Some of the best stories to grace the history books began with a simple bet. Dr. Seuss wrote The Cat in the Hat and Green Eggs and Ham because of wagers, and they went on to be his top two best-selling books. Steven Spielberg still receives checks in the mail from George Lucas for a wager made on Star Wars. And those stories are just the beginning. Read on to discover only a few of the weirdest, funniest, and good bets ever made.
Hemingway wins a bet with six words
Ernest Hemingway, author of American classics like The Sun Also Rises and The Old Man and the Sea, is famous for his choppy, “iceberg theory” writing style and his lasting influence on literature. He’s also well known for making a wager that inspired the creation of an entire writing genre – a wager that may have never even happened.
The story says that Hemingway was drinking with a bunch of fellow poets and other literary friends when he bet each of them ten dollars that he could create a complete story using only six words. Naturally, his buddies looked around at one another and probably thought something like, “This guy’s nuts and we’re all about to make an easy ten bucks.” So, the bet was on. Hemingway then wrote down six words on a napkin and passed it around, collecting ten greenbacks from every guy who read it. After reading about Hemingway’s life and habits more in depth, you’d think he’d write something like, “Met Mary, left my third wife,” or “Gin and whiskey, the perfect women.” But Hemingway proved that even on the spot, his writing was always both blunt and surprisingly profound – the napkin read, “For sale: baby shoes, never worn.”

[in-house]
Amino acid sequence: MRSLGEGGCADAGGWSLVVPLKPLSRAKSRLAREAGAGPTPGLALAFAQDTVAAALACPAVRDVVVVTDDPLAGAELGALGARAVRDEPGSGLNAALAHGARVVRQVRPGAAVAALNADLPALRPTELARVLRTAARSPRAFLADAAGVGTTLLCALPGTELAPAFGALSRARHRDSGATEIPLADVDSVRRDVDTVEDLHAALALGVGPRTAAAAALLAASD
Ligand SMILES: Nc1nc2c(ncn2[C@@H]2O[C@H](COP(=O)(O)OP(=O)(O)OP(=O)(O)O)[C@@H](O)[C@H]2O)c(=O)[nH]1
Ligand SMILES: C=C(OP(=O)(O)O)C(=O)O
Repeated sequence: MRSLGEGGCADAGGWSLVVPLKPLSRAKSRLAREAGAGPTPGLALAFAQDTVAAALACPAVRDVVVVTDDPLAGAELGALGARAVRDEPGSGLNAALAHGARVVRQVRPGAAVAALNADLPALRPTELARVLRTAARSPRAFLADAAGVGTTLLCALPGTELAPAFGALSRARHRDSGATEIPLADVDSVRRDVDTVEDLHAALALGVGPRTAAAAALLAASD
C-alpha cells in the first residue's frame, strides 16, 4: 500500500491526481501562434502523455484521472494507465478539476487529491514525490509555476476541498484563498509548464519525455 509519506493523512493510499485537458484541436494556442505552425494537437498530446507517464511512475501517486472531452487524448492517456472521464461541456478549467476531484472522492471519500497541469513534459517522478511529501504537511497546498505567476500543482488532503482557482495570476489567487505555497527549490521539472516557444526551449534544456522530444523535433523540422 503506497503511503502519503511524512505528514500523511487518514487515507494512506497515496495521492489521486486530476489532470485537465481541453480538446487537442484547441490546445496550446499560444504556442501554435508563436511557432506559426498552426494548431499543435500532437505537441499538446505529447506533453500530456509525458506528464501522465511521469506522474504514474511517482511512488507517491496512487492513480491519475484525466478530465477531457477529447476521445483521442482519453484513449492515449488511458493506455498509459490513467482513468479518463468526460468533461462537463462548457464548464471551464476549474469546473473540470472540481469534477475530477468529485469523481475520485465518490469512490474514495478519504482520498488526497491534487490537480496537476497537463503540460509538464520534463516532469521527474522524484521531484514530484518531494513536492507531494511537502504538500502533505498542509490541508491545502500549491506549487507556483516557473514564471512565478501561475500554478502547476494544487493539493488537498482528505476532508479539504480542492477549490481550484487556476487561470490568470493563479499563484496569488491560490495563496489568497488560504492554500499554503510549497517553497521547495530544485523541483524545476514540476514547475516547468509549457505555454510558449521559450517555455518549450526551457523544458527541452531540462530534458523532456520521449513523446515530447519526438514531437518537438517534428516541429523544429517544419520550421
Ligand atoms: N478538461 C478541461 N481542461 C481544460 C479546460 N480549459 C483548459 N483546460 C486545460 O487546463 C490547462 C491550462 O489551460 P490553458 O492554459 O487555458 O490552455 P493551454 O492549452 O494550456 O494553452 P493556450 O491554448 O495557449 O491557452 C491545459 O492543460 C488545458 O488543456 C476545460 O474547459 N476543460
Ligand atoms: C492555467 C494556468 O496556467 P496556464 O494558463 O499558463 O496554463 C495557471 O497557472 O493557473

Yikes. Talk about a buzz kill.
The story is now thought to be apocryphal, and though several sources attribute the story to Hemingway, there is no concrete evidence that is ever occurred. And unfortunately, similar stories existed in several publications long before he started writing. Nevertheless, the story of the legendary Hemingway creating a complete tale from only six words gave birth to the genre of writing known as “flash fiction,” and inspired a series called “Six-Word Memoirs.”
While it may have inspired an entire new genre of literature, Hemingway’s six-word story was depressing and brought down the mood, I’m sure. Maybe he should’ve won the money another way – I’m sure a thrilling game of craps, would’ve been much less dismal.